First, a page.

• Lee Wind // Apr 1, 2009 at 9:42 am

    What I love is how would you “apply” this aerosol smell? Would you spray your kindle, or maybe spray yourself? Could aspiring writers spray their query letters prior to submission in order to create that mental connection between their written pitch and the agent or editor’s love of the smell of a printed book? Actually, maybe they could make another scent, that of money, and we could use THAT smell to “enhance” our experience of the economic challenges we face today. Banks and credit card companies could spray their statements and we’d think it was as if they were sending US money, rather than the other way around!
    Just a thought…
    Thanks for the laugh!

  • Kassia Krozser // Apr 1, 2009 at 9:46 am

    From the ask-and-you-shall-receive department: hands-on user testing.

  • kate r // Apr 1, 2009 at 10:23 am

    There’d have to be fresh ink and an old spice edition. My oldest books smell like paper stored too long in basements. Eeeu de Mildew.

    I’m loving the 4/1 entries everywhere.

  • PublishingMojo // Apr 1, 2009 at 10:42 am

    [In a November 2008 lecture on] Book Production Trends . . . Frank [Romano] . . . brought up Random House v RosettaBooks, a 2001 case in which Judge Sidney Stein denied Random House’s claim to e-book rights on certain of its titles. According to Frank, Judge Stein’s decision was based on his opinion that an e-book did not fit the definition of a book. Frank put his audience on the spot by asking them to define a book.
    I was stoked at this point, because the lecture was sponsored by Bookbuilders of Boston (on whose board of directors I serve), and most of the audience were Bookbuilders members. Here’s where my people get to show off their publishing mojo, I was thinking.
    “What makes a book?” Frank asked again. Voices from the audience called out:
    “Pages in sequence.”
    “With a binding. Pages bound together in sequence.”
    A woman sitting in front of me spoke up with the thin, cautious voice of a fifth grader who isn’t completely sure she knows the right answer. “Words?” she said. Nobody seemed to hear her.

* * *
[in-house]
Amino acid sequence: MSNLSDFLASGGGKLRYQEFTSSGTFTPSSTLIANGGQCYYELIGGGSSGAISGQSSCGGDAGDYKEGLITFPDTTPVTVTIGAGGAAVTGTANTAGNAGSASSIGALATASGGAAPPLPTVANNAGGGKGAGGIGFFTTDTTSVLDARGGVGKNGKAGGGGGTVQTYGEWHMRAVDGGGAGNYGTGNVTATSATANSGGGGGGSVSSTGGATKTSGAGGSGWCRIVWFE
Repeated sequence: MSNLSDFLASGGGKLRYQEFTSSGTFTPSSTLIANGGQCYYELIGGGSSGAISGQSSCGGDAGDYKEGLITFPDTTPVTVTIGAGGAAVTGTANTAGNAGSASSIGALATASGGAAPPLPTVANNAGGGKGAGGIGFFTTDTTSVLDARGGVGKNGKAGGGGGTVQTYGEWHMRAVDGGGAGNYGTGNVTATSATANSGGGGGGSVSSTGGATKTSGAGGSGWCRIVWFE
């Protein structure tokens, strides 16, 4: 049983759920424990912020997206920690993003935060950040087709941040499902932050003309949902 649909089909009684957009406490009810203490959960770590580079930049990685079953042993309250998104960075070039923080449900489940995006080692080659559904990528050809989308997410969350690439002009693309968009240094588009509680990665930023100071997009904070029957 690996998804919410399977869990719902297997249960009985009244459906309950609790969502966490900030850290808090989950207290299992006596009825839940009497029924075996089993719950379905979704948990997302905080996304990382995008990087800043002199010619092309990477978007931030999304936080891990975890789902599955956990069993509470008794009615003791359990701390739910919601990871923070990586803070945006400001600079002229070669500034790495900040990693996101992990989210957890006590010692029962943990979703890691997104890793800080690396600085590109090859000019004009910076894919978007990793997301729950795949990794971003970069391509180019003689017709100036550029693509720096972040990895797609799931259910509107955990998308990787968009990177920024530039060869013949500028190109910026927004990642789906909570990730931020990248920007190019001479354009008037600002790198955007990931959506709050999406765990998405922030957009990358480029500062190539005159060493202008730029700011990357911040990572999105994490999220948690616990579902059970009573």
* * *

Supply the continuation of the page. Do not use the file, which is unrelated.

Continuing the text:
I hope next time she speaks up louder, and I hope Bookbuilders listens. Because the future of Bookbuilders–and all its member companies–depends on being able to see books as something much more than pages bound together.
    [From my November 20, 2008 post on the Tools of Change for Publishing community blog, http://tinyurl.com/d7bc4z.%5D

  • Ted // Apr 1, 2009 at 10:47 am

    Hi! Every time there’s a new technology, whether for print or other, there’s a higher price to pay than the old technology. The technology of physical books is complete and adequate in itself. Nothing else is needed. Further, if you leave a digital reader for not too long a time, it will become not able to be used without more technology to bring it to life. A physical book, though, unless it gets wet, will last potentially forever. Why fix something that ain’t broke? The technology of physical books ain’t broke. Ted

  • Susan // Apr 1, 2009 at 12:14 pm

    Although I like the tactile features of books–a lot–that’s not my concern w/ e-books. Not opposed to them, really; I may even buy a Sony Reader soon. But, what I worry about is the solidity of print. My bookshelves groan, yes, but I can find books there that have been OP for over a century, that I use and adore…and good maps, and good illustrations, and lovely covers, too. Not as important as the text? Maybe. Maybe not. One CAN judge a book by its cover these days. If the cover is well designed, chances are the publisher is behind that title, and usually there’s a reason. And if suddenly technology disappeared, the libraries would still maintain the world’s heritage in print… Silly to worry, but there it is. Print has proved its long-term viability.
    Nothing has convinced me that, in our mass-produced, built-in obsolesence, throw-away culture, that e-books won’t lead to books and literature becoming ephemera. That’s my concern.

  • FlossieT // Apr 1, 2009 at 12:35 pm

    Ooh. I’ve never been a book-sniffer myself but one that conjures up the scent of breakfast is tempting 🙂

    Thanks for a post that actually made me smile rather than groan and wince on this rather overladen “news” day…

  • Self-Publishing Review // Apr 1, 2009 at 12:51 pm

    Is this like meta-April Fool’s territory, where someone pretends to believe a joke? This might be a giveaway about the site: “May cause dizziness and hallucinations. May cause itching and runny nose. If symptoms persist for longer than eight weeks please consult your physician.”

  • KatG // Apr 1, 2009 at 4:28 pm